Pareto Search

paretosearch can automatically distribute the evaluation of the objective function associated with a population to multiple processors. paretosearch uses parallel computing when you:

  • Have a license for Parallel Computing Toolbox software.

  • Enable parallel computing with parpool, a Parallel Computing Toolbox function.

  • Set the following option using optimoptions:

    • UseParallel is true.

When these conditions hold, paretosearch computes the objective function of the particles in a population in parallel.

Note

Even when running in parallel, paretosearch occasionally calls the objective function serially on the host machine. Therefore, ensure that your objective function has no assumptions about whether it is evaluated in serial or parallel.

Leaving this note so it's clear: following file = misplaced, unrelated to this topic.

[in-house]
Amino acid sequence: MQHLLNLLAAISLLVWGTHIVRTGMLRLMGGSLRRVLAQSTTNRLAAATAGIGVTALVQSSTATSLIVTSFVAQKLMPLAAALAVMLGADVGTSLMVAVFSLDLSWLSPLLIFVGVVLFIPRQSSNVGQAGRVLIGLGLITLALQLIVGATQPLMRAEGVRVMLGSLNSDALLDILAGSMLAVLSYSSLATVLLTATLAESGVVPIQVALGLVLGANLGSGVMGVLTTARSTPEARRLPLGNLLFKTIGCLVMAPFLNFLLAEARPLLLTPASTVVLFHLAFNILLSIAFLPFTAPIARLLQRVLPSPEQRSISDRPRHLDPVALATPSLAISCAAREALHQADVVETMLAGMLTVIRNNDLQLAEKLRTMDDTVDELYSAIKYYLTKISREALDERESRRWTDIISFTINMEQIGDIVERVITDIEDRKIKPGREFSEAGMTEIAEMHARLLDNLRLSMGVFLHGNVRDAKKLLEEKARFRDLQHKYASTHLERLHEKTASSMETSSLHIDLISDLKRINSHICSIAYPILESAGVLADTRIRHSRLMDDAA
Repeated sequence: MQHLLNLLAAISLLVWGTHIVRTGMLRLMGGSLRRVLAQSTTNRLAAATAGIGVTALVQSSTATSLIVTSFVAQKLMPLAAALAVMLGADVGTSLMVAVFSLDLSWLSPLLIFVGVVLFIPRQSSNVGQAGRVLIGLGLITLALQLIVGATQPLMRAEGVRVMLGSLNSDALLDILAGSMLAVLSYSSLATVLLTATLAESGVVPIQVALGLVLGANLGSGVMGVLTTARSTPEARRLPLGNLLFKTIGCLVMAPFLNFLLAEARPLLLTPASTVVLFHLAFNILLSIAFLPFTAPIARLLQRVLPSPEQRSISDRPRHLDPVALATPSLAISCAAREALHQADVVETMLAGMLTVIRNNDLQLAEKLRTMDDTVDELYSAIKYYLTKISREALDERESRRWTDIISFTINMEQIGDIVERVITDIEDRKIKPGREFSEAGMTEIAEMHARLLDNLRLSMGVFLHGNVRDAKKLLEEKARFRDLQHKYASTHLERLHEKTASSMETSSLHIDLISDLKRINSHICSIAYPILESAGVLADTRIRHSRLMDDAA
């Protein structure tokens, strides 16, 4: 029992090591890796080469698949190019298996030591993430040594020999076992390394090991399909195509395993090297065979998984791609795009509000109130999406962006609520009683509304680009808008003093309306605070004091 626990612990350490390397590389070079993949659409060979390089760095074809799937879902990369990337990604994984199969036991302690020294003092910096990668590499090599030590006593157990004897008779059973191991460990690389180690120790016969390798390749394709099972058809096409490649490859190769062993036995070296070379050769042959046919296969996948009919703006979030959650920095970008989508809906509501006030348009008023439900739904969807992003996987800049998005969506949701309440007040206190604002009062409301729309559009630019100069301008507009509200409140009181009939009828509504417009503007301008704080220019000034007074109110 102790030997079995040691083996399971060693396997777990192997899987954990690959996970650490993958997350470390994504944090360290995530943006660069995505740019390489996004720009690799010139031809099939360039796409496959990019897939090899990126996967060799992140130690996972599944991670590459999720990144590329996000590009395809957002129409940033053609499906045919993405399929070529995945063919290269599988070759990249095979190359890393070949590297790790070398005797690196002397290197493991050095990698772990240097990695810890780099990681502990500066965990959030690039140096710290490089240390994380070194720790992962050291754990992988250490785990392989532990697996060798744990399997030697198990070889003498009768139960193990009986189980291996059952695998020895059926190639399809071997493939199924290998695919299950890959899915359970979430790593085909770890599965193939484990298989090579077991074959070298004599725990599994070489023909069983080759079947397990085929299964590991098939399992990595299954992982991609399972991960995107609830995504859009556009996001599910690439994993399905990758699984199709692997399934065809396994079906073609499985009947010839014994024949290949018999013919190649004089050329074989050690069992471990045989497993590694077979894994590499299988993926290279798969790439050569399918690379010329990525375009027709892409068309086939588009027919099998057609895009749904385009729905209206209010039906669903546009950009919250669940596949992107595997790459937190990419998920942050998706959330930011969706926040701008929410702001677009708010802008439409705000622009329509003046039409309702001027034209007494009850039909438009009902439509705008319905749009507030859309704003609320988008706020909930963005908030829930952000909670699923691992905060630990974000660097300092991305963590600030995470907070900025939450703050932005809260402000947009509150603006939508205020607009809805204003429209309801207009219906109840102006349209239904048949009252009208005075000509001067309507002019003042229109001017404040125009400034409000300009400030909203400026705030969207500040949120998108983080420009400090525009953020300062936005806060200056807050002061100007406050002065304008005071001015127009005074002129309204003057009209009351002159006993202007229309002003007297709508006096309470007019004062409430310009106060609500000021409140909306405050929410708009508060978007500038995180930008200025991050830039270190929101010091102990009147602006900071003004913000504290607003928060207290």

For algorithmic details, see Modifications for Parallel Computation and Vectorized Function Evaluation.

Surrogate Optimization

surrogateopt can automatically distribute the evaluation of the objective function associated with a population to multiple processors. surrogateopt uses parallel computing when you:

  • Have a license for Parallel Computing Toolbox software.

  • Enable parallel computing with parpool, a Parallel Computing Toolbox function.

  • Set the following option using optimoptions:

    • UseParallel is true.

When these conditions hold, surrogateopt computes the objective function of the particles in a population in parallel.

Note

Even when running in parallel, surrogateopt occasionally calls the objective function serially on the host machine. Therefore, ensure that your objective function has no assumptions about whether it is evaluated in serial or parallel.

For algorithmic details, see Parallel surrogateopt Algorithm.